Cerebral venous air embolism is rarely encountered in clinical practice. Although the specific incidence is not available in the literature, a review article on air embolism by Brull et al. reported at least 700 instances of air embolism on a search from an FDA mandatory device reporting database from 2011 to 2016 1. Central venous access has been frequently reported as a source of cerebral venous air embolism 2, 3, 4. The proposed mechanism is that once air gains access to the venous system; ascension against blood flow is possible given the low specific gravity relative to blood 5. In clinical scenarios involving contrast enhanced studies with power injectors, the risk for retrograde cerebral venous air embolism is likely increased 6. A prospective study from India examined the risks of air embolism in 200 patients that underwent contrast enhanced CT and found that iatrogenic air embolism occurred in 7% of all studies 7.

The etiology of air embolism in this patient was iatrogenic, but pin-pointing the exact moment at which it occurred is difficult. She received IV contrast injections on two different occasions during a short period of time and had a central venous catheter placed before undergoing the imaging that ultimately diagnosed the air embolism. All these interventions are known to be associated with the development of this complication. Although it has been established that ascension to the cerebral veins is feasible, we believe than in this specific scenario the increased right sided pressures as a result of the massive pulmonary embolism were likely an additional contributor for the retrograde migration of air. This was evidenced by the pooling of contrast material and air in the right ventricle, the reflux of contrast material into the hepatic circulation and the absence of air in the pulmonary circulation.

Various neurological manifestations have been described in the setting of cerebral venous embolism such as stroke, seizures, loss of consciousness, altered mental status and paralysis. Most cases report non-specific signs and symptoms ranging from syncopal episodes to confusion and coma 2, 4, 8. These possible neurologic sequelae prompt an inquiry of whether the syncopal episode that preceded the clinical deterioration in this patient may have been caused by cerebral air embolism. This hypothesis poses a problem as the patients’ symptoms developed 24 hours after the initial contrasted study. The syncopal episode can also be better explained by an alternative diagnosis; i.e. the saddle pulmonary embolus and hypotension. After hemodynamic improvement, there was no evidence of neurologic deficits. There were also no deviations from standard practice of central venous catheter placement. Given the significant amount of contrast material injected, the infusion rates commonly used during angiography protocols and the temporal relationship with the CT pulmonary angiography, we believe that infusion of IV contrast was likely the moment at which the passage of air occurred.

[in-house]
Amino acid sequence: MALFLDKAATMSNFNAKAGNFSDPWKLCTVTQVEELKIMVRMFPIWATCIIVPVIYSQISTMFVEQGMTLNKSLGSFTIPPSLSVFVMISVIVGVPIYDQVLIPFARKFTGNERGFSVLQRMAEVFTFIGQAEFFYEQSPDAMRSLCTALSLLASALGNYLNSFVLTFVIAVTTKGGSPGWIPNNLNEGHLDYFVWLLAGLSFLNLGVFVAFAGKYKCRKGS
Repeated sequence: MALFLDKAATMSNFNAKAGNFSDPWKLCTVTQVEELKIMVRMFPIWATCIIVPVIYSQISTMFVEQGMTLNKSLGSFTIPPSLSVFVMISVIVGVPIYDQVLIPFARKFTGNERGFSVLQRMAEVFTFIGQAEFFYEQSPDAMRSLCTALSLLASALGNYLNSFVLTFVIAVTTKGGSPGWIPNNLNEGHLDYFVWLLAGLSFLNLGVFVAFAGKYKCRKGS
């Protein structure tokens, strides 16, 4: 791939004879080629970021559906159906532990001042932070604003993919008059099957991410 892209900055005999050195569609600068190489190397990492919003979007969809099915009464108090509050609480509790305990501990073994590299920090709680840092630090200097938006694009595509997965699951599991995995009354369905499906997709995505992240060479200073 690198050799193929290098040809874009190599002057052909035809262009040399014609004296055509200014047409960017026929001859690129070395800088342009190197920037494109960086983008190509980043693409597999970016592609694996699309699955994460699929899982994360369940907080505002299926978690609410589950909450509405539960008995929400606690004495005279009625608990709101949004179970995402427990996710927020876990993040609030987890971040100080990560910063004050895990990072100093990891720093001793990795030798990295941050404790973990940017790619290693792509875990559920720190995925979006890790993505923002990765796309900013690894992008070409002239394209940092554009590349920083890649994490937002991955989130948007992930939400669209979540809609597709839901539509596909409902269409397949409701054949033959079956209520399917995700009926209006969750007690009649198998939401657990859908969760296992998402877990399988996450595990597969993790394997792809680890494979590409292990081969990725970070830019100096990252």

The first step in managing air embolism is attempting to interrupt the intervention responsible for the event. Multiple case reports and reviews have suggested positioning (Trendelenburg and left lateral decubitus), high flow 100% oxygen and hyperbaric oxygen therapy as specific treatments along with supportive measures 1, 4, 9. No randomized controlled trials to date have proven the effectiveness of hyperbaric oxygen therapy for cerebral air embolism. An animal study failed to demonstrate improvements in cerebral function in a model of arterial air embolism 10. Use of IV catheters for direct removal of air is currently not recommended due to lack of evidence for efficacy 11. For our patient, a repeat CT head after 48 hours revealed resorption of air following a trial of high flow oxygen therapy through nasal cannula.

Reported morbidity and mortality associated with cerebral air embolism is notable as exemplified by a case series where among 23 patients that suffered an acute neurological change due to air embolism, 4 patients died and 10 had residual deficits 12. In our patient no other neurological complications arose, thus no further interventions were required.

4. Conclusion

Cerebral venous air embolism is a complication of contrast enhanced studies and is associated with significant morbidity and mortality. In the setting of significant pulmonary embolism, the elevated right sided ventricular pressures could increase the risk of air, if inadvertently administered, flowing retrogradely to the cerebral venous system. Neurological deterioration after an intravenous contrast administration should raise the suspicion for cerebral air embolism. Hyperbaric oxygen therapy and high flow oxygen therapy are proposed treatments for cerebral air embolism but evidence for its’ effectiveness is lacking.